New Construction

Pressure Treated (Green Treated)

Cost Level: $-$$ (detailed pricing here)

Why Pressured Treated? If economy and longevity is what you’re looking for, then pressure-treated wood may be what you’re looking for. It’s stainable and hard enough to resist abuse. Standard treated decking is less than cedar and composite materials.


Cost Level: $$-$$$ (detailed pricing here)

Why Cedar? If a natural look of wood is top on your list, use cedar. The heartwood of the tree (the deeper colored red part, not the white sap part) is rot resistant. Cedar doesn’t readily absorb moisture — and, since moisture is what creates twisting and splitting, cedar decking tends to lie flat and straight. You can expect a lifespan of 15-20 years for cedar decks.

Things to Consider with Cedar: To retain the color, you have to clean it and reseal it every year or two. Cedar is also soft; when used for stairs or for decks where furniture gets dragged around a lot, the edges in particular can get beat up easier than other materials.

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Cost Level: $$$-$$$$ (detailed pricing here)

Why Composite? If near-zero maintenance is your goal, composite decking is your answer. Most composite deck materials are made from recycled plastic and wood chips or sawdust. It’s more expensive than cedar for a wood deck, but once it’s down, it won’t rot, splinter or twist. Additionally, the color change is even. You can even stain most types after four to six months. Since the material is defect free, you can use every inch. Maintenance involves spraying it off with a hose.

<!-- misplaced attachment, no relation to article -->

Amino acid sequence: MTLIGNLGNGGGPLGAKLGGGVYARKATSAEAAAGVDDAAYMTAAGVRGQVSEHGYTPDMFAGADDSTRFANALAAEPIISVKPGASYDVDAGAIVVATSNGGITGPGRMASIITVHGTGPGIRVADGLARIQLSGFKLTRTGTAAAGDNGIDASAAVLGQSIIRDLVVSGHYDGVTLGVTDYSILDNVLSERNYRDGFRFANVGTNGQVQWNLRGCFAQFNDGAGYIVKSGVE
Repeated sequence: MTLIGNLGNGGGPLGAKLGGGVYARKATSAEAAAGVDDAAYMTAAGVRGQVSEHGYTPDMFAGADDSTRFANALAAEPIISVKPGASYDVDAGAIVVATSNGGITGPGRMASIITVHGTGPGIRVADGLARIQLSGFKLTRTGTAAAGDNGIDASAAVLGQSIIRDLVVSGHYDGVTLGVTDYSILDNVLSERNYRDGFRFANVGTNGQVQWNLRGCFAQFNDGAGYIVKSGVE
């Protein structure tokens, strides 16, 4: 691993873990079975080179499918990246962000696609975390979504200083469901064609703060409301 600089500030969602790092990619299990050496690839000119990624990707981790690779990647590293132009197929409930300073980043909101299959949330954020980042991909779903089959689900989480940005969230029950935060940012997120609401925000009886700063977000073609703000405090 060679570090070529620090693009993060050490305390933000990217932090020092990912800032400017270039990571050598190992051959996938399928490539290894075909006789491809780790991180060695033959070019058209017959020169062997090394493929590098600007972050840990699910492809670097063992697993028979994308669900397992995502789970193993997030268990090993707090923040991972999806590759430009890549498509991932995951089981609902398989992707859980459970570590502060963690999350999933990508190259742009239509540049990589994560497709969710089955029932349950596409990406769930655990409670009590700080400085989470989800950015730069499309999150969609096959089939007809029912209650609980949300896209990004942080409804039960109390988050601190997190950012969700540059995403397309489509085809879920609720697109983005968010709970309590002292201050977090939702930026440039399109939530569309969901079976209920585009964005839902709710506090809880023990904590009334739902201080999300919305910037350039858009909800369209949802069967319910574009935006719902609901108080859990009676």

Things to Consider with Composite: Some people don’t like the look as it is a man-made material and it’s cold on bare feet.


Over time decking can warp, crack, rot and discolor. In some cases repair is a viable option over a complete replacement. All About Decks will be happy to take a look at your deck to help you determine if a repair will meet your needs and budget.

Maintenance & Preventative Care

Deck Cleaning (Power Washing)

Cleaning (power washing) your deck is often the first step to restoring a deck whose material still has life left in it.

Deck Sealing & Waterproofing

Sealers work by penetrating the wood to protect it from rot-causing moisture. Molds and algae can prevent a sealer from getting to the wood, so your deck has to be thoroughly cleaned before applying or reapplying sealer. Sealers are permeable; they allow the wood to “breathe,” allowing normal humidity to enter and leave over the course of the day. They prevent excessive moisture, like rain droplets, from getting into the wood and staying there. The more pigment a sealer has, the less permeable it is.

Waterproofing and sealing are not the same thing. Though some sealers provide some waterproofing, a separate coat of waterproofing is your best bet against problems caused by moisture. The best way to find out if your deck needs waterproofing is to sprinkle some water onto it. If it beads up, you’re fine. If it soaks in, you need to waterproof your deck.

Deck Staining

Staining is an important part of protecting and adding a vibrant look to your deck, along with these benefits:

  • Staining protects against mold, aging and insects
  • Can add a decorative look to your deck
  • Adds protection against sun damage
  • Adds value to a deck

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